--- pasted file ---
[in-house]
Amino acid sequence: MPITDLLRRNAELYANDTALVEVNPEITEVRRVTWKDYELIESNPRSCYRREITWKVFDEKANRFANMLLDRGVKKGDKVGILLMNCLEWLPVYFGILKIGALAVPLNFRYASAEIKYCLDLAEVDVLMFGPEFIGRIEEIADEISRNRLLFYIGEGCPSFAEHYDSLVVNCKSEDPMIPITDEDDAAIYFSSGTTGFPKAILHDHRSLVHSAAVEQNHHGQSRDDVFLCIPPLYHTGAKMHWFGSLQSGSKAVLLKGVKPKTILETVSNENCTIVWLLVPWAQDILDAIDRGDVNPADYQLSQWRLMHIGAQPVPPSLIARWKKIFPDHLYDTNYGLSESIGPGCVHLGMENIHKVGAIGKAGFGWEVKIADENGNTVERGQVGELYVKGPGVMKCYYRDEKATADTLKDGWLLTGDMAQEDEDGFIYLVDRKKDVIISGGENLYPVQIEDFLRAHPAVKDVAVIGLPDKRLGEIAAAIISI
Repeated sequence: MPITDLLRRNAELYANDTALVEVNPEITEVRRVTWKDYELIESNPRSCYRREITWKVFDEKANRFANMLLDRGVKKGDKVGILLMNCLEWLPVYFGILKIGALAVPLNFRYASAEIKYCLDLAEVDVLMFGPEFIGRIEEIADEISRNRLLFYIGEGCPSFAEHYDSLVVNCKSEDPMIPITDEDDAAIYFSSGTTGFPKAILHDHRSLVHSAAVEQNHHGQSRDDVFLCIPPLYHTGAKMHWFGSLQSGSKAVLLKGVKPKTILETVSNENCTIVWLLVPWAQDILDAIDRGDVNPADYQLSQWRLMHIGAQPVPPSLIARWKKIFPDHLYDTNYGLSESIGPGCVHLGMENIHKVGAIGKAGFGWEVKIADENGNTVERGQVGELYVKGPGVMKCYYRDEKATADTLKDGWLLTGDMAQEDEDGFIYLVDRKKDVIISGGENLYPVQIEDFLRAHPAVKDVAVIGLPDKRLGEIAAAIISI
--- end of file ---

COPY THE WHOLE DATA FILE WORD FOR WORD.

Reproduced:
[in-house]
Amino acid sequence: MPITDLLRRNAELYANDTALVEVNPEITEVRRVTWKDYELIESNPRSCYRREITWKVFDEKANRFANMLLDRGVKKGDKVGILLMNCLEWLPVYFGILKIGALAVPLNFRYASAEIKYCLDLAEVDVLMFGPEFIGRIEEIADEISRNRLLFYIGEGCPSFAEHYDSLVVNCKSEDPMIPITDEDDAAIYFSSGTTGFPKAILHDHRSLVHSAAVEQNHHGQSRDDVFLCIPPLYHTGAKMHWFGSLQSGSKAVLLKGVKPKTILETVSNENCTIVWLLVPWAQDILDAIDRGDVNPADYQLSQWRLMHIGAQPVPPSLIARWKKIFPDHLYDTNYGLSESIGPGCVHLGMENIHKVGAIGKAGFGWEVKIADENGNTVERGQVGELYVKGPGVMKCYYRDEKATADTLKDGWLLTGDMAQEDEDGFIYLVDRKKDVIISGGENLYPVQIEDFLRAHPAVKDVAVIGLPDKRLGEIAAAIISI
Repeated sequence: MPITDLLRRNAELYANDTALVEVNPEITEVRRVTWKDYELIESNPRSCYRREITWKVFDEKANRFANMLLDRGVKKGDKVGILLMNCLEWLPVYFGILKIGALAVPLNFRYASAEIKYCLDLAEVDVLMFGPEFIGRIEEIADEISRNRLLFYIGEGCPSFAEHYDSLVVNCKSEDPMIPITDEDDAAIYFSSGTTGFPKAILHDHRSLVHSAAVEQNHHGQSRDDVFLCIPPLYHTGAKMHWFGSLQSGSKAVLLKGVKPKTILETVSNENCTIVWLLVPWAQDILDAIDRGDVNPADYQLSQWRLMHIGAQPVPPSLIARWKKIFPDHLYDTNYGLSESIGPGCVHLGMENIHKVGAIGKAGFGWEVKIADENGNTVERGQVGELYVKGPGVMKCYYRDEKATADTLKDGWLLTGDMAQEDEDGFIYLVDRKKDVIISGGENLYPVQIEDFLRAHPAVKDVAVIGLPDKRLGEIAAAIISI